The readings for this Second Sunday of Advent are full of hope and expectant joy. The responsorial psalm from Psalm 126 sums the feeling up well: “The Lord has done great things for us; we are filled with joy.” God’s people who were in exile will soon be making their way back to the holy city Jerusalem “by the light of God’s glory with his mercy and justice for company.” Paul’s hope and prayer for the Philippians is that their love increases ever more and more. John the Baptist urges us this week and next fulfilling the prophecy of Isaiah to “prepare the way of the Lord…because all flesh shall see the salvation of God.”
However, keeping this sense of hope and joy in our hearts in the present day is as challenging as it likely was for generations past. Most of us are not in physical exile, however we know other Christian brothers and sisters have fled violence in the Middle East, crossed the Mediterranean, or more recently have caravanned thousands of miles from Central to North America. There are many reasons for these modern exiles and views up for debate but one thing is certain in our faith, every human being inherently deserves to be treated with dignity and respect simply for being created by God. I wonder how Mary, Joseph and Jesus were treated when they had to flee to Egypt. How would we treat them today without knowing the rest of the story?
How do we keep a sense of hope and joy when there are natural disasters of hurricanes, tornadoes and wild fires, senseless shootings, hate crimes, opioid addictions and deaths, and global temperatures rising faster and faster? At times I am tempted to want to believe ignorance is bliss, but it is not. We all have a part to play, however small globally but likely very effective locally, to bring about hope and joy by our words and actions.
May the hope and joy of this holy Season of Advent increase in us and the world as the light intensifies on the Advent wreath. May hope and joy displace cynicism, apathy or any type of hatred that is the root of fear. The ancient Israelites kept hope and joy in their hearts even though for a time the Babylonians tried to instill fear. The Holy Family kept hope and joy in their hearts even though the Romans desired to intimidate by fear. Our ancestors who immigrated here kept hope and joy in their hearts amid turbulent travel and persecution for being Catholic. God’s promise was, is and always will be that the light shines in the darkness and the darkness will not overcome it! Blessings to you and your families as we continue our Advent journey together with hope and joy in our hearts.
December 2, 2018
Happy New Year of Grace 2019 as the Season of Advent beings this weekend. This first week of Advent continues the end of time theme we have been hearing the last two weeks, looking toward the end of time when Christ comes again. The Sunday readings for the second and third weeks of Advent highlight the hope and joy of this brief season. John the Baptist helps us to focus on being prepared and ready every day of our lives. There is only a brief mention of Jesus’ first coming in the Advent I preface to the Eucharistic Prayer: “For he assumed at his first coming the lowliness of human flesh, and so fulfilled the design you formed long ago, and opened for us the way to salvation.” That is the only reference to Christmas during the first three weeks of Advent. Then, beginning on December 17th, and the 4th Sunday the focus changes and we hear mention of Emmanuel and how the birth of Jesus came about with Mary and Joseph. So even though secular society rushes things, especially this year this past week before even Advent began with: CMA’s Country Christmas, Rudolf the Red Nose Reindeer, the lighting of the Copley Square, Boston Common and Rockefeller Christmas trees, may we challenge ourselves to patient waiting, prayerful preparation, and vigilant expectation not only for our annual celebration of Jesus’ birth, but especially for whenever he comes again. Are you ready if that happens before Christmas?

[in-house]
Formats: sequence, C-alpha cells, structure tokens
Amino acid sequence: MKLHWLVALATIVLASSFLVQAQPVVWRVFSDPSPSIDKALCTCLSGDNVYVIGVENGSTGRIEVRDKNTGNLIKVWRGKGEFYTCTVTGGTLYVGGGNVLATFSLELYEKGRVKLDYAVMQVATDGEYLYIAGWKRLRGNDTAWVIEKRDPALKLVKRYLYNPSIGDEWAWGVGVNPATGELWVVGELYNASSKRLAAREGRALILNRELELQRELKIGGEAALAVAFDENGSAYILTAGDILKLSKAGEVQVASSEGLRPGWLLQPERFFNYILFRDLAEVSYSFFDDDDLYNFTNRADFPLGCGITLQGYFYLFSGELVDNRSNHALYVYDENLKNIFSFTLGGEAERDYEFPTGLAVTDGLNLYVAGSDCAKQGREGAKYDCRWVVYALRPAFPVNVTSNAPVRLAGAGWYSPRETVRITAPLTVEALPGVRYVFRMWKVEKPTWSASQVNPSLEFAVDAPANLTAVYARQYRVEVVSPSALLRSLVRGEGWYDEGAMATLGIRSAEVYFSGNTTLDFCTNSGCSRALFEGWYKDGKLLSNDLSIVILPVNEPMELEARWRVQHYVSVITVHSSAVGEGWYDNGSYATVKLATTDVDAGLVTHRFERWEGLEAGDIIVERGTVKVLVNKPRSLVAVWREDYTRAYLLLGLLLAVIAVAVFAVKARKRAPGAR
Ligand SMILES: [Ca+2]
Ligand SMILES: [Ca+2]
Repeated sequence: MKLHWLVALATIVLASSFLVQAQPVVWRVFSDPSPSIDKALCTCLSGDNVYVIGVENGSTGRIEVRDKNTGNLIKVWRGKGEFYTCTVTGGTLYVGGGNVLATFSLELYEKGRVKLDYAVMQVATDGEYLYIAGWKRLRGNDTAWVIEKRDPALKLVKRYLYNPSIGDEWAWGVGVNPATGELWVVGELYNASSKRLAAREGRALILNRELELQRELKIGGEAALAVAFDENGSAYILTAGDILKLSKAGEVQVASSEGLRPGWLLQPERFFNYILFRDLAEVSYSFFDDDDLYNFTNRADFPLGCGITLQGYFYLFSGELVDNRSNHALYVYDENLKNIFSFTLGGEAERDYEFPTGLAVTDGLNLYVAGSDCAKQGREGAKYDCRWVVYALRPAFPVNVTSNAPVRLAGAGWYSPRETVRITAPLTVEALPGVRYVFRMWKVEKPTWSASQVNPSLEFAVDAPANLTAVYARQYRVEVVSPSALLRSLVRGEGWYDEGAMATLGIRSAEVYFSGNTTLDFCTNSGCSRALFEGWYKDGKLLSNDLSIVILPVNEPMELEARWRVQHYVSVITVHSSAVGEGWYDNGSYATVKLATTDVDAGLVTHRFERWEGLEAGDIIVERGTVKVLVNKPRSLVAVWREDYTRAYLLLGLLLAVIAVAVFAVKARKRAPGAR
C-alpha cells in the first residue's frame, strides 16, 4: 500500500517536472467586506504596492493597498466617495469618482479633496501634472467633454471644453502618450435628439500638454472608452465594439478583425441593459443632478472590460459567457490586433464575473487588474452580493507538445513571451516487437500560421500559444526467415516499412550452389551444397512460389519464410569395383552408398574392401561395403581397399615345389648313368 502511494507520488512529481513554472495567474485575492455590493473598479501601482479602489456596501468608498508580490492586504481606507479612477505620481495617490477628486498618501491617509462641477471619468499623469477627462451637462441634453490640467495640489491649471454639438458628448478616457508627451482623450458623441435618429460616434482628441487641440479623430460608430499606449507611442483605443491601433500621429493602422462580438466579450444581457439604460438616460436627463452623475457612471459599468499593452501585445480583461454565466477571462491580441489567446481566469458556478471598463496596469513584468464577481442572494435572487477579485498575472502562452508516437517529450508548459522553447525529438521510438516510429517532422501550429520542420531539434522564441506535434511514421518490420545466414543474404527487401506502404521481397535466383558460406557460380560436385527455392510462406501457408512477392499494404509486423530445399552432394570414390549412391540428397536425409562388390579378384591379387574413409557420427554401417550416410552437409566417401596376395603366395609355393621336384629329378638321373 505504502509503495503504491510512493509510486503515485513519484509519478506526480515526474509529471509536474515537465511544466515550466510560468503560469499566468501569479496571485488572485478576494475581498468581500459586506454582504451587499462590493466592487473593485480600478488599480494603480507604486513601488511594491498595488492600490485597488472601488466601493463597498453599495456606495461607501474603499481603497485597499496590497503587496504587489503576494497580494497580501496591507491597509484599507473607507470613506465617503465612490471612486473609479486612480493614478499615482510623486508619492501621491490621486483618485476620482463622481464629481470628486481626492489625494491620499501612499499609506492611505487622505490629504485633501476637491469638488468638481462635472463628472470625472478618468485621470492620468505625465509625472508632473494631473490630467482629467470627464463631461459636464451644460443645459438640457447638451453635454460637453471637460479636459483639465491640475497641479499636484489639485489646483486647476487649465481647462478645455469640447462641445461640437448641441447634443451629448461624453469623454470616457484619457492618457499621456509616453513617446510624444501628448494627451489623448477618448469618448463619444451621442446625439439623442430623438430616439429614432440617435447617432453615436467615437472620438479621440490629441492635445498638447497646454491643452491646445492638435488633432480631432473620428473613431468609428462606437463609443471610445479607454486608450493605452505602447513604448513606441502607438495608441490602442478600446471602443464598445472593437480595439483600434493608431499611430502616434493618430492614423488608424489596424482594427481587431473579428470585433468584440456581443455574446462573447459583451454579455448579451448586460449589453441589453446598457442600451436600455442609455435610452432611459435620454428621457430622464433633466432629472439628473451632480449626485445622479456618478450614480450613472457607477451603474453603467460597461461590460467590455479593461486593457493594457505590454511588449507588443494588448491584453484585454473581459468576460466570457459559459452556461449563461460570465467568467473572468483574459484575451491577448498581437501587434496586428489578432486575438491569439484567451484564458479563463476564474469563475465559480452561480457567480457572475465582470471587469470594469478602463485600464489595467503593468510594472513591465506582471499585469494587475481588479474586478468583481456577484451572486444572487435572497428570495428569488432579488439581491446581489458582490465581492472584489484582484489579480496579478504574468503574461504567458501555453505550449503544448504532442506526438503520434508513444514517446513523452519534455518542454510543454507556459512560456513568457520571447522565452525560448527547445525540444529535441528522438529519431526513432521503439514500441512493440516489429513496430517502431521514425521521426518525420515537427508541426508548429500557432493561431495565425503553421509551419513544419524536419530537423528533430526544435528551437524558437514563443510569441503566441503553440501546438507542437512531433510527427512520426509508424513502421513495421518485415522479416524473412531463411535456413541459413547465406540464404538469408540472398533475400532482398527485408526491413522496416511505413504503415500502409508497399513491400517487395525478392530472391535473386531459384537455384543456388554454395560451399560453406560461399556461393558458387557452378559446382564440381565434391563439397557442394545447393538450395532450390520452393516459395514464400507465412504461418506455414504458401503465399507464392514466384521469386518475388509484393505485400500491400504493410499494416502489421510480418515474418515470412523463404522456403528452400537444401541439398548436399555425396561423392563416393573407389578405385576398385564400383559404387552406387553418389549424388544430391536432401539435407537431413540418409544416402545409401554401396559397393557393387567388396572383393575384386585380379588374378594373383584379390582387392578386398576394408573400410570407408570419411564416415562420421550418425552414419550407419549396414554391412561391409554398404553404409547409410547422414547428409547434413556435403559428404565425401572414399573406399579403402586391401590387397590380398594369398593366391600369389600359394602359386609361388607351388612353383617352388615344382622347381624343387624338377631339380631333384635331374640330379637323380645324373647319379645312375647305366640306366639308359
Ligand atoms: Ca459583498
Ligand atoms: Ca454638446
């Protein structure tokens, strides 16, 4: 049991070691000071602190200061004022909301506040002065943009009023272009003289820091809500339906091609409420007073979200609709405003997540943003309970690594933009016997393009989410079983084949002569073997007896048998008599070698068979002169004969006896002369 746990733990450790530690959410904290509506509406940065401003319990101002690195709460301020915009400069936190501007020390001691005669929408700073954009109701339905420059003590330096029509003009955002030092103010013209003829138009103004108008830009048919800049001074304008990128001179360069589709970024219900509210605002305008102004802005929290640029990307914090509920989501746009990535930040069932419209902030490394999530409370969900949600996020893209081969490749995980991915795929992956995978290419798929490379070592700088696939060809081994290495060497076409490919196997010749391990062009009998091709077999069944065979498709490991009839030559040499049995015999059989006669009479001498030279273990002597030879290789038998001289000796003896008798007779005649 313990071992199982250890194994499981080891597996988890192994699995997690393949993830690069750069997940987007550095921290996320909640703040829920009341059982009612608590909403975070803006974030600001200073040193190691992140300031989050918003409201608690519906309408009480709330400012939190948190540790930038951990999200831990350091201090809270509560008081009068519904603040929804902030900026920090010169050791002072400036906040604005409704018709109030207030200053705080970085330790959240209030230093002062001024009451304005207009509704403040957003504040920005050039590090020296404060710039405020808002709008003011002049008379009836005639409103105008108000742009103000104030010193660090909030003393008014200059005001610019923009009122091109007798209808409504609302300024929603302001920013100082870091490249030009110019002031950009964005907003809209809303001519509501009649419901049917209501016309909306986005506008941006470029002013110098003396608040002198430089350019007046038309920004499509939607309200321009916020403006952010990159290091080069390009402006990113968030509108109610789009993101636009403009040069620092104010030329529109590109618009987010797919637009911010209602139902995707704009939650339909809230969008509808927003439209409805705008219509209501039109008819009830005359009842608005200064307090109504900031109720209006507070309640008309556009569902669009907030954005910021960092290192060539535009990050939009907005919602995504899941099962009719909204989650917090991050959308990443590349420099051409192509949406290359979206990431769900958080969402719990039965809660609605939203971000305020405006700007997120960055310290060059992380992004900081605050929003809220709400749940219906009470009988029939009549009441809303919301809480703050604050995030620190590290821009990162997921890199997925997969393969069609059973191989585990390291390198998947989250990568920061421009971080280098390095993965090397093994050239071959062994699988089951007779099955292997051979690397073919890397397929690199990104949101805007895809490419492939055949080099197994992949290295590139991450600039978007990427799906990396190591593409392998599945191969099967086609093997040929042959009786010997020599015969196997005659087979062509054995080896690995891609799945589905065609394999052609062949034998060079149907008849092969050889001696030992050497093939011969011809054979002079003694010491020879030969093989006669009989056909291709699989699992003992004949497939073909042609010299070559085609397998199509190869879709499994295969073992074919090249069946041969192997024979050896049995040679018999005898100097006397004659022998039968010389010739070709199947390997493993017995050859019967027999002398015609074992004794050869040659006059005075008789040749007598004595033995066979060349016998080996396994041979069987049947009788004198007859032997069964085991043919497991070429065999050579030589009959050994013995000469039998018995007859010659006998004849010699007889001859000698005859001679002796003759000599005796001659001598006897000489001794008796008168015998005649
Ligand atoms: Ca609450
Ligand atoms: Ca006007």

This year the Season of Advent is only three weeks and a 48 hour “4th week” leading into Christmas Eve on the evening of Monday, the 24th of December. We will have a regular Mass schedule for the 4th Sunday of Advent. Christmas begins on Monday evening with two simultaneous 4:00 p.m. Masses (one in church and the other in the great room) followed by an 8:00 p.m. and Midnight Mass, and a 10:00 a.m. Mass on Christmas morning. So we have three weeks and two days to live into the Season of Advent this year. The first resource is The Word Among Us daily prayer booklets available at the doors of the Church. The daily Mass readings are in the middle section and brief daily reflections by date in the front and back help guide our thoughts and actions for that day. Another daily resource is online at dynamiccatholic.com/advent where you can sign up to receive daily short inspirational videos, practical tips and real-life stories of hope to guide you through Advent in preparation for Christmas. There is our regular Saturday afternoon opportunities for the Sacrament of Reconciliation on Saturdays from 3:15-3:45 p.m. You can also always call or email Fr. Brad or Fr. Jim to set up an appointment to receive the sacrament. Also think about checking availability on the LaSalette and St. Anthony’s shrines’ websites and other local parishes for different days and times. I spiritually guarantee if you balance parties and preparation for Christmas with prayer and penance, you will have one of the most rewarding Advent and Christmas seasons you have ever had. Remember, the celebration of Christmas only begins on the evening of December 24th and continues through January 6th and 13th with the feasts of Epiphany and the Baptism of the Lord.
I look forward to praying with you through this year’s Season of Advent as we prepare for Christ’s second coming and our celebration of the Season of Christmas. Know of my prayers and the prayers of the entire parish staff as these blessed and hopeful days unfold in the weeks ahead. May we all prepare ourselves well in order to welcome Jesus into our hearts anew this year.